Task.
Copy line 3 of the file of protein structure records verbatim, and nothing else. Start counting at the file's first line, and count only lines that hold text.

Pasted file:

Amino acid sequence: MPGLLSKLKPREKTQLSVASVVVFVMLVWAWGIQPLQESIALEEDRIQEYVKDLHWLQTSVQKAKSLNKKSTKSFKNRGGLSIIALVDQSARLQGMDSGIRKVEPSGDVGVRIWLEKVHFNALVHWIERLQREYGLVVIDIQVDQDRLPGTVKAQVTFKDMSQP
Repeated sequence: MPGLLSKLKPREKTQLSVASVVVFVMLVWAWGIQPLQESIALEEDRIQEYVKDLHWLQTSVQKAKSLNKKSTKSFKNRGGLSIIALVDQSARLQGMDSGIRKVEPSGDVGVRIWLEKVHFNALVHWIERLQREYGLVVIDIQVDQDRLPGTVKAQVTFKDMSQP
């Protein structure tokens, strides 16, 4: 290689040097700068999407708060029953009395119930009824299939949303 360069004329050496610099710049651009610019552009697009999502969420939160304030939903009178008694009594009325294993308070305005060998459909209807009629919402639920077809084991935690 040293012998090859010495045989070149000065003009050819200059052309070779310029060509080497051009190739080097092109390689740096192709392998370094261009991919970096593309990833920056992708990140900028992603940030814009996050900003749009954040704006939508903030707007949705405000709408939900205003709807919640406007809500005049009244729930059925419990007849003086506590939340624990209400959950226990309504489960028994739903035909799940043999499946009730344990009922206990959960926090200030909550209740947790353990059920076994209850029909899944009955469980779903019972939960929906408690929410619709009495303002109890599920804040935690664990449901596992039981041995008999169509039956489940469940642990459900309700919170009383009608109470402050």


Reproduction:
């Protein structure tokens, strides 16, 4: 290689040097700068999407708060029953009395119930009824299939949303 360069004329050496610099710049651009610019552009697009999502969420939160304030939903009178008694009594009325294993308070305005060998459909209807009629919402639920077809084991935690 040293012998090859010495045989070149000065003009050819200059052309070779310029060509080497051009190739080097092109390689740096192709392998370094261009991919970096593309990833920056992708990140900028992603940030814009996050900003749009954040704006939508903030707007949705405000709408939900205003709807919640406007809500005049009244729930059925419990007849003086506590939340624990209400959950226990309504489960028994739903035909799940043999499946009730344990009922206990959960926090200030909550209740947790353990059920076994209850029909899944009955469980779903019972939960929906408690929410619709009495303002109890599920804040935690664990449901596992039981041995008999169509039956489940469940642990459900309700919170009383009608109470402050």